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Once Upon a Time in Mexico

The year 1992 saw an interesting development strike Hollywood. It wasn't a giant meteorite that blazed out of the boiling skies and reduced Tinseltown to a rapidly expanding ring of dust and flash-fried fashion models, but ooh, if only! It instead saw a twenty-three year-old nobody drop by with a film he'd made on his own for around seven thousand dollars and get picked up right off the bat and signed to a lucrative deal with Columbia Pictures, allowing him to make a big(ger)-budget sequel, an incredibly noisy film about Mexican vampires, and several kids' flicks about pint-sized spies. The film, in case you've spent the last decade or so living under a beached whale, was El Mariachi, and the director was one Robert Rodriguez, who made mucho bueno impressions upon the bigwigs with his apparent ability to spend all his budget on the filmaking instead of wild coke parties. I don't speak Spanish, and the grammar of that last sentence may suck beyond measure because of it. I've a long list of things you may freely shove up your ass if you've got a problem with that.

If you're still living under said whale carcass, you may also not know that the recently released Once Upon a Time in Mexico is the third (after Desperado) chapter in the Mariachi story, or that your life may be in imminent danger from locals who believe that dynamiting the whale is the best way to remove it from their picturesque beach. It had been Rodriguez' intention from the outset to do three films based around the Mariachi character in order to learn filmmaking techniques, only for the moneymen to sign him aboard after only the first one--which, in another surprising turn, was actually entertaining, more so than a great many movies with a great many more zeroes in their budgets. So it's taken him rather a while to get around to finally popping out part three, which, in the tradition of Sergio Leone's Dollars trilogy, needed to be the big one. And compared to its predecessors, big it is.

If the two previous outings had been sometimes derided as being too simplistic in plot, then this one was a big ole' bird finger in the faces of those critics. Once Upon a Time in Mexico is fairly oozing with plot entrails too numerous and squishy to count. One might almost say-or even just commit to the act and go right ahead and say-that it has too much plot, but too much is always better than not enough, as the Church of the SubGenius used to say back in the days before they got stale and boring. This time, the Mariachi is only one of a large ensemble cast, including Johnny Depp, Willem DaFoe, and Mickey Rourke. Salma Hayek appears in flashbacks as El Mariachi's love interest from Desperado (though her involvement with Julie Taymor's Frida limited her screen time to a scant few minutes, in spite of the second billing she received.) Given the two previous entries' nearly sole focus upon the character, making the Mariachi a smaller part of the picture actually makes him more interesting. Just as important is Depp's Agent Sands, a psychotic renegade CIA operative playing puppet master with the Mexican government for what seems to be the sheer thrill of it. Sands hires Mariachi to stop an attempted coup d'etat by General Marquez, employed by drug lord Barillo, who is sought by retired FBI agent Jorge whose partner Barillo killed. There's some weird plastic surgery-related switcharoos, some attempted double-crosses that give way to different double crosses, oh, and a great deal of shooting. Did I mention the "excess of plot" thing? I think I may have. There's at least five or six other characters I've not even mentioned yet.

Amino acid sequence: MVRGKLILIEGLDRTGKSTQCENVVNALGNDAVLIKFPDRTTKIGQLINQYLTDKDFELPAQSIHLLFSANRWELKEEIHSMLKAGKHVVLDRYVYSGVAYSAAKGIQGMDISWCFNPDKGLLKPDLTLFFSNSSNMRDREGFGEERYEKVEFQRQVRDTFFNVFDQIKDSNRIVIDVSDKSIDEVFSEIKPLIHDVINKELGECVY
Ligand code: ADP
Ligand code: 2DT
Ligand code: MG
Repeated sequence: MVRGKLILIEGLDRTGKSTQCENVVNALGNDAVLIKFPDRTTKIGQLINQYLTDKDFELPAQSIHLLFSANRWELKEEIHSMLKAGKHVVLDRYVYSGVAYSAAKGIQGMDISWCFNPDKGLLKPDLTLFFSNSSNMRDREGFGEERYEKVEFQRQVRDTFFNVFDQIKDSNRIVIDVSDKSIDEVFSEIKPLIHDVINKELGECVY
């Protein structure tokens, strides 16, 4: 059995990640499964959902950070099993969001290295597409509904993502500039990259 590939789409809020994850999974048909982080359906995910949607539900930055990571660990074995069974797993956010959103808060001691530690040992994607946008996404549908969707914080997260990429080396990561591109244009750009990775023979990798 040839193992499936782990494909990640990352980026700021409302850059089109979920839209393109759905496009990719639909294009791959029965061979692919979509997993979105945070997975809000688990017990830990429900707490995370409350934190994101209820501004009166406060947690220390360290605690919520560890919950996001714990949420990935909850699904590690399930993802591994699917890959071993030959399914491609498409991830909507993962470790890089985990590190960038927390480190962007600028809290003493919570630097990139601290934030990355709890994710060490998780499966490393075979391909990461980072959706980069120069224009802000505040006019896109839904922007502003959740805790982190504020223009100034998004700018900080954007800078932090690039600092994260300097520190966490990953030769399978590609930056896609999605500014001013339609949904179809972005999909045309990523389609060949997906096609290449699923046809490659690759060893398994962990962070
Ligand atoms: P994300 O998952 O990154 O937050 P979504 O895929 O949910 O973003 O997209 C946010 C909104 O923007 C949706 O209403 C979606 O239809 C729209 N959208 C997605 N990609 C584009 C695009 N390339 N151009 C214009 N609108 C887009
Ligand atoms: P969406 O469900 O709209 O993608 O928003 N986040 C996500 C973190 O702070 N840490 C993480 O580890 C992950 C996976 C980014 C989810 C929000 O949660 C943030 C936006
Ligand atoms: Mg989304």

Rodriguez is undoubtably one of the best action directors working today, and one of the most hands-on filmmakers around--he wrote, directed, shot, edited, and scored the film himself. If the plot is a bit incoherent at times, it must be remembered that he did actually grind out the entire script in under a week. As a big, rousing audience-pleaser, it falls somewhat short of Desperado, an altogether friendlier, more welcoming movie. Mexico is more brutal and casually sinister, and a great deal more morally ambiguous. El Mariachi is still the hero in the end, but he spends much of the film flirting with the darker aspects of his nature, as the path of avenging hero has been one of increasing loss and decreasing reward. The innocent guitar player of the first film has become, by degrees, a man who allows himself to become a hired thug for a corrupt foreign official, at least in the beginning. Still, Rodriguez' obvious disinterest in strict realism allows for some more amusing moments (including still more gags about what can be done with a well-designed guitar case,) and if there ever be a fourth film in the series, it will almost certainly see the return of Agents Sands, a truly interesting character of befuddling intentions whose ultimate fate in the film ends up inventing another starkly iconic anti-hero.

It's hardly surprising that Rodriguez would be one of the first to wholeheartedly embrace high-def videotape technology, the glorious clarity of which here demonstrates the obvious fact that the only real reason to continue shooting on film would be for purposes of tradition and nostalgia, which can hardly be called reasons by any proper definition of the word. El Mariachi showed that it was possible to make a film outside the Hollywood system and its wealth of arbitrary rules; eleven years later, Robert Rodriguez is still steadfastly continuing his role as a rebel with a cause, and it's sorely needed and welcomed.

-review by Matt Murray

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